On the surface, agave and honey look and feel similar. Considering how pricey it can get stocking your pantry with healthy ingredients, it's worth it to know if you really need to buy both—or if you can rely on one to get the job done every time. Keep reading to get the low-down on how agave and honey differ from each other, and what a registered dietitian says about the health benefits of both.
Scroll down for everything you need to know about agave vs. honey.
How agave and honey are made
Before enlisting an RD to weigh in on the health benefits of both, it helps to know exactly what agave and honey actually are and how they're made. Agave comes from the agave plant, a succulent native to the Americas, which produces the sweet sap at its core. The plants are taken to a facility where the sap is extracted through a pressure cooking process. Then, it's cleaned, bottled, and exported.
Honey, as you probably remember from your grade school days, is made by bees. It begins as flower nectar, which bees collect and bring to their honeycombs. There, it's turned into simple sugars and stored. Beekeepers then collect the honey, strain it, and bottle it. Because bees play a crucial role in producing honey, it's not considered a vegan food the way agave is. Additionally, there's also the New Zealand variety, manuka honey, which has many benefits, including anti-inflammatory and antibacterial properties.
Structurally, registered dietitian Dana Hunnes, PhD, MPH, RD, says honey is closer to table sugar than agave is. Table sugar (aka sucrose) is made from glucose and fructose. Both agave and honey have glucose and fructose too, but Dr. Hunnes explains that the ratios in honey are closer to table sugar than agave, which is primarily fructose. This chemistry lesson comes into play when getting into the nutritional profiles.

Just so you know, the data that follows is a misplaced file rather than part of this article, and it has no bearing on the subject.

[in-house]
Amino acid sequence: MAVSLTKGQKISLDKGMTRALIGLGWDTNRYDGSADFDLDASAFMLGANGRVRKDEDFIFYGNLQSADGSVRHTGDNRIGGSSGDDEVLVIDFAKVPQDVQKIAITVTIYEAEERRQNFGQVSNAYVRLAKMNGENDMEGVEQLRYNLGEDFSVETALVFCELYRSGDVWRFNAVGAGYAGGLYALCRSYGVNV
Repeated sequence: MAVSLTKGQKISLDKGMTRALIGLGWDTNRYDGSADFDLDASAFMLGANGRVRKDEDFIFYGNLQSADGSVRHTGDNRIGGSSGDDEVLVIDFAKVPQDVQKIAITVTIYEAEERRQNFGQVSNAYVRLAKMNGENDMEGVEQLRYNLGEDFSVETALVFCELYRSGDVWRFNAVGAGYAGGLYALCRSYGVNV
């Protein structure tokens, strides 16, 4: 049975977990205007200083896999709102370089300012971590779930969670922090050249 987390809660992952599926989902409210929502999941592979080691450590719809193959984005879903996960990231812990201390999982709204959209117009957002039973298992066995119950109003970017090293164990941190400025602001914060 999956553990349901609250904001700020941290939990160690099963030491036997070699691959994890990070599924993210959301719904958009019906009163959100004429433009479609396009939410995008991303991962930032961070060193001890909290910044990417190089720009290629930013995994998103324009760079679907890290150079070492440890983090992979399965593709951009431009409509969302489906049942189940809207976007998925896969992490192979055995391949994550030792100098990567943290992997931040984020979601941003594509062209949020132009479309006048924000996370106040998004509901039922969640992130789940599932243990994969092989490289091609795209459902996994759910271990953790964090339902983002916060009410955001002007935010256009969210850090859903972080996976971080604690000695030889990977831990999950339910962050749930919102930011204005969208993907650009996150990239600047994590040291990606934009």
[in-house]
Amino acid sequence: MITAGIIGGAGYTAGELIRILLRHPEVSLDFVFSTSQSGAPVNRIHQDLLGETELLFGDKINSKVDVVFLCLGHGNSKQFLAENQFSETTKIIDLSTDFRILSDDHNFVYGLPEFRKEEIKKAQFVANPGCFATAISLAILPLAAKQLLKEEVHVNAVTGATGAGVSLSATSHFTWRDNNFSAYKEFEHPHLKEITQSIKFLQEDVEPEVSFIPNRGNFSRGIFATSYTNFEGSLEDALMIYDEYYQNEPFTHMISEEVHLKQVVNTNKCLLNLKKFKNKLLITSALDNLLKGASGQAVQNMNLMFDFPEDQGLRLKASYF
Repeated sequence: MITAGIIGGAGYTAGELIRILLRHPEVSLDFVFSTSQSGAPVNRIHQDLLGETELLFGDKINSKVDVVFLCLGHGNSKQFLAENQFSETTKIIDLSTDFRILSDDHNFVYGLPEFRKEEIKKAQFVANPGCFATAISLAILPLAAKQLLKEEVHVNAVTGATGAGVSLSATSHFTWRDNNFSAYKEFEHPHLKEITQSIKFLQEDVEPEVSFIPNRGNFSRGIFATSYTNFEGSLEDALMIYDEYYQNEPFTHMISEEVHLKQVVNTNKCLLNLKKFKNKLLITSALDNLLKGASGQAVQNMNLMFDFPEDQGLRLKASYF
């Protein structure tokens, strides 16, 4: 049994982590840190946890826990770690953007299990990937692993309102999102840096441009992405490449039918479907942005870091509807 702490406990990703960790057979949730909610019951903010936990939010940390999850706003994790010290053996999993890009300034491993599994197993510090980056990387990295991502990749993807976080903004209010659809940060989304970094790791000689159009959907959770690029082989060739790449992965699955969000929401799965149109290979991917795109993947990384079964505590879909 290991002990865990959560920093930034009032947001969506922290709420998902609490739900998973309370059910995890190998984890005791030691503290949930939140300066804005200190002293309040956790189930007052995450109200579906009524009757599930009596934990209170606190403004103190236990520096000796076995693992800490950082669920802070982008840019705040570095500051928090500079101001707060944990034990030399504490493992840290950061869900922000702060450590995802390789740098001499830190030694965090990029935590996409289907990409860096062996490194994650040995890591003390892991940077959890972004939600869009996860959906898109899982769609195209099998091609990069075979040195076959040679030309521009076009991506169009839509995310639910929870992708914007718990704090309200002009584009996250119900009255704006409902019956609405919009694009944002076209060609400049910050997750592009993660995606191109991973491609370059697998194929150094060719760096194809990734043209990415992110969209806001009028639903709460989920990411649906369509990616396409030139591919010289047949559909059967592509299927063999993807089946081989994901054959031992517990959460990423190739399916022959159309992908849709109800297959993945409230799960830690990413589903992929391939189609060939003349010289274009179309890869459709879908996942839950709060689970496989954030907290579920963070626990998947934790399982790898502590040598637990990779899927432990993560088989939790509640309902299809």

What's the healthiest sugar alternative of all? Watch the video below to find out:
Do agave and honey have any health benefits?
Just because honey more closely resembles table sugar at a chemical level doesn't mean agave is automatically the healthier choice; Dr. Hunnes says it's more nuanced than that. "Agave in very small doses—one teaspoon or so—may be healthier than table sugar because it's mostly fructose and therefore won't effect blood-glucose levels as much as plain old sugar, but its fructose could cause it to contribute to fatty liver or increased deposition of fat in the body," she says. While fructose is low-glycemic, it can lead to increased body weight in excessive amounts.
As for honey, Dr. Hunnes says that the major difference between the sweetener and table sugar (and agave) is that it's linked to numerous health benefits. Honey is known to be antibacterial and can help heal the gut lining, allergies, and even acne, if it’s applied topically. It's also high in antioxidants, which means it can help protect the body from diseases. Manuka honey in particular is known to be a particularly potent source of these benefits.
Okay, so which one should I buy?
Because agave can't boast the same superpowers that honey can, honey comes out on top as the healthier choice, although it should still be noted that they are both sugar sources at the end of the day and should be treated as such, used in moderation. "From a sweetness power, both agave and honey are sweeter than table sugar and so you can use less of it than table sugar," Dr. Hunnes says.
She also notes that honey and agave taste slightly differently—honey has more of a floral taste while agave is more neutral—so you may want to have both on hand to use to achieve the taste profile you're looking for, when cooking various foods.
But in general, in the battle of agave vs. honey, this is one battle where honey comes out on top. Unless you're a vegan, of course.
Check out this complete guide to all-natural white sugar substitutes for more healthy cooking intel. Plus, all the ways sugar hides on food labels.
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